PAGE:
Even though it's called the "Winneshiek Energy District," the non-profit organization's "Residential Energy Planning with Cost-Share" program right now is only available to homeowners within the City of Decorah.
Energy District officials hope to change all that--so they're asking for $15,000 in funding from Winneshiek County--money that would be used in part to expand the residential energy program countywide. (Many other Winneshiek Energy District programs, such as its commercial cost-share program and a "Direct Install" program, have been or are available countywide.)
Winneshiek Energy District Director Andy Johnson told supervisors Monday that the Energy District has probably saved Winneshiek County residents between $750,000 to $1 million so far. But the federal stimulus funds that were a primary source of funding for the organization are drying up, putting the three full-time employees and seven Americorps volunteers at risk for being out of work.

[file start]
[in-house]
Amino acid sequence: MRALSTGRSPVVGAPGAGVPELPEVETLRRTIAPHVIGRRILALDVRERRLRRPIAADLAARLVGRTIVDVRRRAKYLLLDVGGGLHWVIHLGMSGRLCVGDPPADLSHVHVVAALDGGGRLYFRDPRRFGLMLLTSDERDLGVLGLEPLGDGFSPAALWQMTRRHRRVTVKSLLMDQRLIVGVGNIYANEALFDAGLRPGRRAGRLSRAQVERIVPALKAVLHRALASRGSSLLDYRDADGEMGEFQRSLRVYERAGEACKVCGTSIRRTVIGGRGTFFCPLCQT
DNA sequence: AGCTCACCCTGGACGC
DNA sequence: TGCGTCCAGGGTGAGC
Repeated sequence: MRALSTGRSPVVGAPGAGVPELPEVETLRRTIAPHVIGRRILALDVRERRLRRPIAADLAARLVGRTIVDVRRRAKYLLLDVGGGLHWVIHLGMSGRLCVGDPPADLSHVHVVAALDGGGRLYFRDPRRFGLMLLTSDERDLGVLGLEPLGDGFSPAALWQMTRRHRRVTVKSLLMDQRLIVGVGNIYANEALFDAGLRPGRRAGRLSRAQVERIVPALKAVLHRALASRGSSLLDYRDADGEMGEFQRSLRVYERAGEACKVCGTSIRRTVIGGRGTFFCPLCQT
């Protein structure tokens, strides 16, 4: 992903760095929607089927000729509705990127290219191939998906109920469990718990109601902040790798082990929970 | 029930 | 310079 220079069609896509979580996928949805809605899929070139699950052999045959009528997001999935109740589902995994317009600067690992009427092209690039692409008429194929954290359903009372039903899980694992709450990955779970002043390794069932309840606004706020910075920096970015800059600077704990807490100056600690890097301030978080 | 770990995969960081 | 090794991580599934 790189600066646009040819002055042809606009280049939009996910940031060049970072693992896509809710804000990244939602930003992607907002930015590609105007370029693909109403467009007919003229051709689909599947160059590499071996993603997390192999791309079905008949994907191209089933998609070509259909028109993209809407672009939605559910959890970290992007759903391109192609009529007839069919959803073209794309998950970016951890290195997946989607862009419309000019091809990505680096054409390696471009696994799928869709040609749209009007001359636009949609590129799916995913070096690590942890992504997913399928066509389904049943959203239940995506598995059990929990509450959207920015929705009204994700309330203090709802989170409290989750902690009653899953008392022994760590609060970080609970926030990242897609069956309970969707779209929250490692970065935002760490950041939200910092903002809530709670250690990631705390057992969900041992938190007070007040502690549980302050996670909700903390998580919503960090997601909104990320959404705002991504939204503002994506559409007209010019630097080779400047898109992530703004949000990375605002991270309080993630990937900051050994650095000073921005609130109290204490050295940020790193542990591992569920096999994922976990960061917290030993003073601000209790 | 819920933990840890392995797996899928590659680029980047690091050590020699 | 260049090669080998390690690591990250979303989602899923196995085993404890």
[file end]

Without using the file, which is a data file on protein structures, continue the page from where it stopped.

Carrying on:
Supervisors listened to Johnson's presentation for half an hour on Monday, but took no action.